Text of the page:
Lynch v. Malloy, III (In re Lynch)

Lynch v. Malloy, III, (In re Lynch), Case No. 15-054 (BAP 10th Cir. January 20, 2016). Published.
The BAP has jurisdiction to hear appeals from an order entered in bankruptcy courts if the order finally disposes of discrete disputes within the larger case.
Procedural context:
The 10th Circuit BAP held that while an order for a Rule 2004 examination can be a discrete dispute that sufficiently concludes a proceeding and thus, final for appeal purposes, the order denying appellant’s motion to reconsider an order authorizing the trustee to examine the appellant pursuant to Rule 2004 was not a final order. Since appellant had not asked for leave to file an interlocutory appeal, the BAP dismissed the appeal noting that it would have declined leave to appeal in any event.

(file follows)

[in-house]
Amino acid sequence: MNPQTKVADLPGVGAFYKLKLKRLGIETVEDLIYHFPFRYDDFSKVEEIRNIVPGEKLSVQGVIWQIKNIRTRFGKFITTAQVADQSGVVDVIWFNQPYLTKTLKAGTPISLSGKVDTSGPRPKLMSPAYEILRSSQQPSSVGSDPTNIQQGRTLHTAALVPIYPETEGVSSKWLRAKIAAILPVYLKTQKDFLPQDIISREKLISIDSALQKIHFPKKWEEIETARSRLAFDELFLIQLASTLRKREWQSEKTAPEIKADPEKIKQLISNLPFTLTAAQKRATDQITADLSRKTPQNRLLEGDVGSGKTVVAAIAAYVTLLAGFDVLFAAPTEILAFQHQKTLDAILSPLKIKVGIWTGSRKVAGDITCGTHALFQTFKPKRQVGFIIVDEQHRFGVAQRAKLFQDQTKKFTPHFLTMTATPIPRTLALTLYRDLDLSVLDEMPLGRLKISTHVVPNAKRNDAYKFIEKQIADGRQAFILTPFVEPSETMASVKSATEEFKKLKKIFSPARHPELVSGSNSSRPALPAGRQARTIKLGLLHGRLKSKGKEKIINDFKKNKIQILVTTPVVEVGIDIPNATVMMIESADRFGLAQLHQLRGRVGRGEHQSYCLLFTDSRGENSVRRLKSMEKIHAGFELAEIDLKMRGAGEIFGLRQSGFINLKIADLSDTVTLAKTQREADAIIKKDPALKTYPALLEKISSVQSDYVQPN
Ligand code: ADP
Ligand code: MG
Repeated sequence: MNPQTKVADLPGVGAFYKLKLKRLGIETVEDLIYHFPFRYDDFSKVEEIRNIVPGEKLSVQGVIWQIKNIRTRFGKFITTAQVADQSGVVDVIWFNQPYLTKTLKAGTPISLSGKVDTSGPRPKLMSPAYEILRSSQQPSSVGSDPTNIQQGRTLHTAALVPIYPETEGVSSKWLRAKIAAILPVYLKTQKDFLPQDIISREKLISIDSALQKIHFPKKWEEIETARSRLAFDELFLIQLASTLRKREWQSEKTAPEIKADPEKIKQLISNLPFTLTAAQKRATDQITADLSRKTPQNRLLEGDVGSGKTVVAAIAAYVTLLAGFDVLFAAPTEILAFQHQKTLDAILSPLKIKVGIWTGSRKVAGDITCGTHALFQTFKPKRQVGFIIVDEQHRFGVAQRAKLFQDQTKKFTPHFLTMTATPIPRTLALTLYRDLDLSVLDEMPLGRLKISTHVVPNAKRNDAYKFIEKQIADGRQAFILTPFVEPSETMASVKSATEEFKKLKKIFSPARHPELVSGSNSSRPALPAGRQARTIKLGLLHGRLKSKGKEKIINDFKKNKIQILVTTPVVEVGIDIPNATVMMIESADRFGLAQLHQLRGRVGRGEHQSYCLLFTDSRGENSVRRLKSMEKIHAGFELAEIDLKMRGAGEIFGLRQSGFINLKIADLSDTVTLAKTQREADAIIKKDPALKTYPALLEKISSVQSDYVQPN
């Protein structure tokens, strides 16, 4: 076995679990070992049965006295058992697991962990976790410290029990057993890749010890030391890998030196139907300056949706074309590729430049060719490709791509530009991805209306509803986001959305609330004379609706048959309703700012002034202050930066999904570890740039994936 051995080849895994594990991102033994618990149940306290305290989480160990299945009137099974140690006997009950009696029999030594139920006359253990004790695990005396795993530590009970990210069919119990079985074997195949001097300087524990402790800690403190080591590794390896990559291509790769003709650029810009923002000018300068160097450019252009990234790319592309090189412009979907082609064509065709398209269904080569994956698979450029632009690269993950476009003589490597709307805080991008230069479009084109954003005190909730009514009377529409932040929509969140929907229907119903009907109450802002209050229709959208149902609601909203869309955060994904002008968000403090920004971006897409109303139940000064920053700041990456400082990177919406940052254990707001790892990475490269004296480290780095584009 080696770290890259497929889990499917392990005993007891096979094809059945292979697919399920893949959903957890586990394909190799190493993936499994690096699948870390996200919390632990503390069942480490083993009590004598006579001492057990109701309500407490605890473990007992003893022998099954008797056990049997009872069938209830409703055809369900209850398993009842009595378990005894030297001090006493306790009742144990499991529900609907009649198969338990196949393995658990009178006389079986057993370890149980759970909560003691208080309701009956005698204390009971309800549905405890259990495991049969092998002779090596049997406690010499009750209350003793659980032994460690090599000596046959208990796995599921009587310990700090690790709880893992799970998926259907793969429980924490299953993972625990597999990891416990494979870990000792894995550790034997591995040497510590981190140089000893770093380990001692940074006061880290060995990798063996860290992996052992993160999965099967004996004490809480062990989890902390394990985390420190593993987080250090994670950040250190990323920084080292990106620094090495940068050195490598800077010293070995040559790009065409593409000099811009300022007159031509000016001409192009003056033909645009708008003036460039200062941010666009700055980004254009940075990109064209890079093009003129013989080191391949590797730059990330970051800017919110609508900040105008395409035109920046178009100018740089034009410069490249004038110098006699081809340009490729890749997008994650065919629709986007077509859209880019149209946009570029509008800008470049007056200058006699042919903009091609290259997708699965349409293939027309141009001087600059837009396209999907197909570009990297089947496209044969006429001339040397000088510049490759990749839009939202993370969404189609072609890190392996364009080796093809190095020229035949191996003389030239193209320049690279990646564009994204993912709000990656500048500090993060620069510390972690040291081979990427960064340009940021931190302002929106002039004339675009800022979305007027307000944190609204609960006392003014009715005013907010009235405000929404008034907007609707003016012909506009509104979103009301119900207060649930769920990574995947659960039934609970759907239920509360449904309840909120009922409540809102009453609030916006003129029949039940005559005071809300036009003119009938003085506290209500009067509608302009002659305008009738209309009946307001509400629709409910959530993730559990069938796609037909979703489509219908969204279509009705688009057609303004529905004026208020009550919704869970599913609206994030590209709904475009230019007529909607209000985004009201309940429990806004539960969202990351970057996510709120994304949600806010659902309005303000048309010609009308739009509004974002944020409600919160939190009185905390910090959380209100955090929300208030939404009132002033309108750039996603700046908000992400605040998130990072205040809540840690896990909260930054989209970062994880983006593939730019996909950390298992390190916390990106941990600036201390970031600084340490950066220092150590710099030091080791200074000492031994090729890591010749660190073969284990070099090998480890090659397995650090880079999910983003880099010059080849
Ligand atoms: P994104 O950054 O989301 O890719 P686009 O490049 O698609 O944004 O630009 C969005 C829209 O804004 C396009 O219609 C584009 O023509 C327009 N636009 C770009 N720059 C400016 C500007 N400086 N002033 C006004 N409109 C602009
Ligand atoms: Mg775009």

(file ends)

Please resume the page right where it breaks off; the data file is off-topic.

Appellant and his wife filed chapter 11 and their case was converted to chapter 7. Subsequently, appellant brought an adversary proceeding against the trustee and the bankruptcy court judge. The adversary proceeding was dismissed which is on appeal. The bankruptcy court granted trustee’s motion to take appellant’s Rule 2004 examination to investigate how appellant was funding the adversary proceeding. Appellant’s efforts to avoid the examination failed and eventually, trustee filed a renewed motion to take appellant’s examination and a motion to compel appellant to answer Rule 2004 exam questions both of which were granted. Appellant filed a motion to reconsider which the bankruptcy court denied.
Karlin, Jacobvitz, Mosier

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